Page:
Tinker, Tailor, Soldier, Spy by John le Carre

At a certain moment, after all, every man chooses: will he go forward, will he go back? There was nothing dishonourable in not being blown about by every little modern wind. Better to have worth, to entrench, to be an oak of one’s own generation.

There was a short pause, illuminated by the vision of Ricki Tarr and his Moscow Centre mistress kneeling side by side in the rear pew of a Baptist church in Hong Kong.

It’s the oldest question of all, George. Who can spy on the spies? Who can smell out the fox without running with him?”

Not of course that she knew anything, but what woman was ever stopped by a want of information?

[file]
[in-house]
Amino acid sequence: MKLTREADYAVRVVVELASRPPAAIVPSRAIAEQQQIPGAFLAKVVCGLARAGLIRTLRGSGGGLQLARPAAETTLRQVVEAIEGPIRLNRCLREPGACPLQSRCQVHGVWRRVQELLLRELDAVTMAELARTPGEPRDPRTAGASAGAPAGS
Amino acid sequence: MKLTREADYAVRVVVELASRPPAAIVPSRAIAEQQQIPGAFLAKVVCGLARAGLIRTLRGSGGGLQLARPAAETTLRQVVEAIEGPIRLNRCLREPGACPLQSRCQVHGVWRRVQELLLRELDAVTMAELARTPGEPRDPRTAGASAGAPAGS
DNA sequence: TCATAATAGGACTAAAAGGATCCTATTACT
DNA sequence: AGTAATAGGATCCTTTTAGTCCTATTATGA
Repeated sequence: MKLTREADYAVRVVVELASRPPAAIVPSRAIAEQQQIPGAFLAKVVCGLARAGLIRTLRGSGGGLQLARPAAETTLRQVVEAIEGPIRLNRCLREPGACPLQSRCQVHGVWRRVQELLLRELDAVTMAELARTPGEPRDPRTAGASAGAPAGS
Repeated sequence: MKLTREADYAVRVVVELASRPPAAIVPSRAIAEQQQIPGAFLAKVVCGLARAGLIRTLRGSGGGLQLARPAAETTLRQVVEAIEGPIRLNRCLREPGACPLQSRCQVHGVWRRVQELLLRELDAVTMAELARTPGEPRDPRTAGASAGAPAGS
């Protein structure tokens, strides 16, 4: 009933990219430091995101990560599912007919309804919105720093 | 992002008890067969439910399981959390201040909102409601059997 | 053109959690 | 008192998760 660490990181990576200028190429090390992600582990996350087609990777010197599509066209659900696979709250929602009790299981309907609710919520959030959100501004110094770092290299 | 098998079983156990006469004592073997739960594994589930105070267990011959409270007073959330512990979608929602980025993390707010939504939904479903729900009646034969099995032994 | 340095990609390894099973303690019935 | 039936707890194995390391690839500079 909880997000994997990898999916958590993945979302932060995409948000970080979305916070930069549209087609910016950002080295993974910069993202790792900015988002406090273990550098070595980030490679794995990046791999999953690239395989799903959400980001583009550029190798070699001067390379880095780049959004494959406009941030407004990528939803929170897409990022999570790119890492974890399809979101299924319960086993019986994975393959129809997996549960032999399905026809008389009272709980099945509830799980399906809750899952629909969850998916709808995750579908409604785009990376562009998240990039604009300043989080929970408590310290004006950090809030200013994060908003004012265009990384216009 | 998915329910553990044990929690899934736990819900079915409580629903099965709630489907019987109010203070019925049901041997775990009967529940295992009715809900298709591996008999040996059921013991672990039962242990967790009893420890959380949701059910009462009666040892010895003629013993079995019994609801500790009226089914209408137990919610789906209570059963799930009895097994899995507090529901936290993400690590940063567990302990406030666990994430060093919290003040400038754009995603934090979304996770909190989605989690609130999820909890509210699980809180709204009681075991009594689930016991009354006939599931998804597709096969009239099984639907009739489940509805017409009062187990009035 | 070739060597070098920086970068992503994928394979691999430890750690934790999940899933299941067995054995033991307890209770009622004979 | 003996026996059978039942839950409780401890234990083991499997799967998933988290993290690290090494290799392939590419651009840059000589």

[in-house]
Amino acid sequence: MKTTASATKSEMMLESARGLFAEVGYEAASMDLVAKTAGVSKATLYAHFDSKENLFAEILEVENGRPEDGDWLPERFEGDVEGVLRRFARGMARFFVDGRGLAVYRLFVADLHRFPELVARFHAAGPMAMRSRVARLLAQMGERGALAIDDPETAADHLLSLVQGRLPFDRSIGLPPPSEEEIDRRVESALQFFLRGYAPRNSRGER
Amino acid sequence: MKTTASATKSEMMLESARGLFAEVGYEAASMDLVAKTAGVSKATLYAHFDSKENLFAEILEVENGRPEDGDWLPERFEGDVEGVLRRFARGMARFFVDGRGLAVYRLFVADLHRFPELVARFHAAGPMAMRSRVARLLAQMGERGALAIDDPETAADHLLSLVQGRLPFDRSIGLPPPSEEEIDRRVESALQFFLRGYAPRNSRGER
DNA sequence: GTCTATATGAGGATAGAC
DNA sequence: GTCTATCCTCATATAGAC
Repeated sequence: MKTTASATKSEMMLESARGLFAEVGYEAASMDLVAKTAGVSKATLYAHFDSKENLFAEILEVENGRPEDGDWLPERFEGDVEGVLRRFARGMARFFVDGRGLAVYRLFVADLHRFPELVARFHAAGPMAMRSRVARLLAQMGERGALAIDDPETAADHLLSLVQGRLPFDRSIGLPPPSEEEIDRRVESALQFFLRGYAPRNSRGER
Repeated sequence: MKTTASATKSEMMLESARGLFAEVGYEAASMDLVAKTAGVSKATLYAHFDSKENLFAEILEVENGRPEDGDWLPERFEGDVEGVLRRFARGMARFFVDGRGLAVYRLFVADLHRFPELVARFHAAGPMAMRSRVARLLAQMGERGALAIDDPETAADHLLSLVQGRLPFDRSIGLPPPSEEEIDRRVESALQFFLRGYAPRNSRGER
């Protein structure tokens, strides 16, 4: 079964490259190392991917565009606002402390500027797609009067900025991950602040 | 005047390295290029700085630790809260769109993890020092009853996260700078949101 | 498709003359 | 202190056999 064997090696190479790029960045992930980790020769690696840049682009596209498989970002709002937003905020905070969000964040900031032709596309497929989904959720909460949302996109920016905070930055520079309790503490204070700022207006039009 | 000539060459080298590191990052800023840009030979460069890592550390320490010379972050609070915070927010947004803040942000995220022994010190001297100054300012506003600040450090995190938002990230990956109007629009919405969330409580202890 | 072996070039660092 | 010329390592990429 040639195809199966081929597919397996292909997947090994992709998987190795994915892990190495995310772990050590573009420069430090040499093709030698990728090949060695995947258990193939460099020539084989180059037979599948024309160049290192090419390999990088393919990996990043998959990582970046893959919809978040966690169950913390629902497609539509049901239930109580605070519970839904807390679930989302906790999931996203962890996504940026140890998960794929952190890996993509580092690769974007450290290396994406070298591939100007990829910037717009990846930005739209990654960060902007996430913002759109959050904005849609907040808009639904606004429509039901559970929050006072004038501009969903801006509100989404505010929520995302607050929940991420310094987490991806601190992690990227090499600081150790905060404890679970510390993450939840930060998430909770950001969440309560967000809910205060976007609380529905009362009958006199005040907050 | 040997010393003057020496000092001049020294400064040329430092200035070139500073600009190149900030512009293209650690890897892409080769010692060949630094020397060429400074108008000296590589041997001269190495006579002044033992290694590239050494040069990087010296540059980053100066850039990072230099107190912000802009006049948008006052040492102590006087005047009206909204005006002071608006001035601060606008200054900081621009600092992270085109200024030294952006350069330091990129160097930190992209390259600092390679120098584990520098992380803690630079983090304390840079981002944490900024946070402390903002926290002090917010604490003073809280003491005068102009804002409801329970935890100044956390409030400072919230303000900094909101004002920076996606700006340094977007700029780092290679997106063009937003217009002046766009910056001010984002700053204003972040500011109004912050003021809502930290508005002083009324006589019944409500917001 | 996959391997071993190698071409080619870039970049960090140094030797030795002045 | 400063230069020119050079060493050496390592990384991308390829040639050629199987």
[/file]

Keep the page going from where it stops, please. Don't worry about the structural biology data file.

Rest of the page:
“Reason as logic, or reason as motive?”

To Guillam, Haydon was of that unrepeatable, fading Circus generation, to which his parents and George Smiley also belonged—exclusive and, in Haydon’s case, blue-blooded—which had lived a dozen leisured lives to his own hasty one, and still, thirty years later, gave the Circus its dying flavour of adventure.

He prided himself on his delicate touch in such things, but Camilla had no use for it; technique was already a compromise, a compromise with reality—she would say an escape from it.

I’m too vain to be flattered, too old to be ambitious, and I’m ugly as a crab.

He loved success, but he detested miracles if they put the rest of his endeavour out of focus.

If you ever want to get out of Switzerland in a hurry, you pay your bills first.

Learn the facts, Steed-Asprey used to say, then try on the stories like clothes.

A committee is an animal with four back legs.

Survival, as Jim Prideaux liked to recall, is an infinite capacity for suspicion.

he wondered whether there was any love between human beings that did not rest upon some sort of self-delusion;